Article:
Governor Cooper Declares State of Emergency For North Carolina Over Gas Shortages

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charlotte-gas-shortage3North Carolina Governor Cooper has just declared a temporary state of emergency for the state of North Carolina after Hurricane Harvey shut down major gas pipelines coming out of Texas.

The temporary state of emergency was declared through Executive Order No. 19, which essentially waved the cap on maximum hours of service restrictions for fuel vehicles traveling in and through North Carolina – helping to maintain a steady supply of gas to our state.

“Hurricane Harvey’s damage to refineries in Texas and Louisiana could ripple throughout the southeast, causing gasoline shortages and rising prices,” Governor Cooper commented. “I’m taking action to make it easier to get gasoline into our state so North Carolinians who need gas can get it.”

The Governor’s Executive Order also helps support disaster response efforts by making it easier for vehicles transporting emergency relief supplies to travel through North Carolina.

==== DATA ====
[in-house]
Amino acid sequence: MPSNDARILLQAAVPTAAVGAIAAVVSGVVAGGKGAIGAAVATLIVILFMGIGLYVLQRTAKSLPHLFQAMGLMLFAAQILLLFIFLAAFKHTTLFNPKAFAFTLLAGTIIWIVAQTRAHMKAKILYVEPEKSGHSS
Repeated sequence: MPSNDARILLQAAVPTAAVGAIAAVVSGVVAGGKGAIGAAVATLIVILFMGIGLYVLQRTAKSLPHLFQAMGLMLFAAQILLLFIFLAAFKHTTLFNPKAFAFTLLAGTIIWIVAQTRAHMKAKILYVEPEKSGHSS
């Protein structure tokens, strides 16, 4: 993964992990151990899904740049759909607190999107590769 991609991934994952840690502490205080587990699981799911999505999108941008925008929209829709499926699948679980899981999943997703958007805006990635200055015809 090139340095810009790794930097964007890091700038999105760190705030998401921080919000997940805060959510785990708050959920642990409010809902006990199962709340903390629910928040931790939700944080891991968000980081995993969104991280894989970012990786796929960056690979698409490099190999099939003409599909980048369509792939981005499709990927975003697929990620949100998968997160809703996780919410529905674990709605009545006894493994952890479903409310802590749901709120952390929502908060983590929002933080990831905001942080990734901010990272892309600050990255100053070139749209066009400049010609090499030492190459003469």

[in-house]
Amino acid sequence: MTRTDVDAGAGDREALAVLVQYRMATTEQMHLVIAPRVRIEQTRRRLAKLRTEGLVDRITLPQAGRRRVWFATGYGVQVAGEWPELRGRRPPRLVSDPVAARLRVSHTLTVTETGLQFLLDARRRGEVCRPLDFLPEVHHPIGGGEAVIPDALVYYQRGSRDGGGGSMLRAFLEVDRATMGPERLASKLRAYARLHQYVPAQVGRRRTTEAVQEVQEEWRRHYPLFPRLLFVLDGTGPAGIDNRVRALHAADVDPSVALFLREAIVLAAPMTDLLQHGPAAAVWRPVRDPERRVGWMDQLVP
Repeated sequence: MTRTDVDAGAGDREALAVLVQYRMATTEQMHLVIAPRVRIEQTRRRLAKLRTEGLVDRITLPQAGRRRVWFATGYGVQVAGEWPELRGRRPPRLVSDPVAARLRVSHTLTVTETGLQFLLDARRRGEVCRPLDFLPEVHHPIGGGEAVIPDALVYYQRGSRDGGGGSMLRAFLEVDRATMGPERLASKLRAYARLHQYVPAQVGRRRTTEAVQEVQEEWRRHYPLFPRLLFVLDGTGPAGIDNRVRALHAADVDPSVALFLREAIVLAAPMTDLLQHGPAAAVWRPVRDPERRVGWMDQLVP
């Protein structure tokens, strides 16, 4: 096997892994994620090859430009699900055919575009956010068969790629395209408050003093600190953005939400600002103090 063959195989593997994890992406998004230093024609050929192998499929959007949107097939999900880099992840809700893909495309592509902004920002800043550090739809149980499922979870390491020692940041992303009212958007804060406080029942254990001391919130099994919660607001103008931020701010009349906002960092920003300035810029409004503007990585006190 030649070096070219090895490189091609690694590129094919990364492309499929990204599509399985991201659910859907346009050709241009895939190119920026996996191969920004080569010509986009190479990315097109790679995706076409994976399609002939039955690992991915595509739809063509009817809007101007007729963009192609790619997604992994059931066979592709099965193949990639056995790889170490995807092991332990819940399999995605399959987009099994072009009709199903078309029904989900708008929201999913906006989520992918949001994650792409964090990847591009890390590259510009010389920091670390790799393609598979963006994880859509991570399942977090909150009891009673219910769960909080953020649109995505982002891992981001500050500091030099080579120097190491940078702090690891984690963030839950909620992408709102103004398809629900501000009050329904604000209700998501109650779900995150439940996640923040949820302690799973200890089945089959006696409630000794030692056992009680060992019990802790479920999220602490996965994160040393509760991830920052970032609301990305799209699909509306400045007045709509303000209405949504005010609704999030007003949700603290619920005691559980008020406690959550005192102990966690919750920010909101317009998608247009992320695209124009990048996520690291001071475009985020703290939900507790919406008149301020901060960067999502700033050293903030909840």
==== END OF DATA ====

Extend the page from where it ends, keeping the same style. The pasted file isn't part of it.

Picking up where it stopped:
“Our thoughts and prayers are with those suffering from Harvey and its aftermath, and North Carolina is doing everything we can to help,” said Governor Cooper. “This executive order will help essential supplies get to flood victims as soon as possible, while also keeping fuel flowing here in North Carolina.”

The executive order also mandates a price gouging law against overcharging for the next 45 days.

North Carolina Attorney General Josh Stein released a statement saying that his office will heavily pursue claims of price gouging in the state.

“If you see suspiciously high gas prices, it could mean that gas stations are taking advantage of their customers,” noted Attorney General Stein. “I want to know about it. My top priority is protecting North Carolinians – including their wallets. Taking advantage of people during a weather crisis would be unacceptable, and I will hold any offenders accountable.”

If you spot any gas price gouging in our state, you can report it to our Josh Stein’s office by visiting ncdoj.gov or calling 1-877-5-NO-SCAM.

If you spot gouging in South Carolina, you can report it to their Attorney General’s office at 1-800-351-4889.

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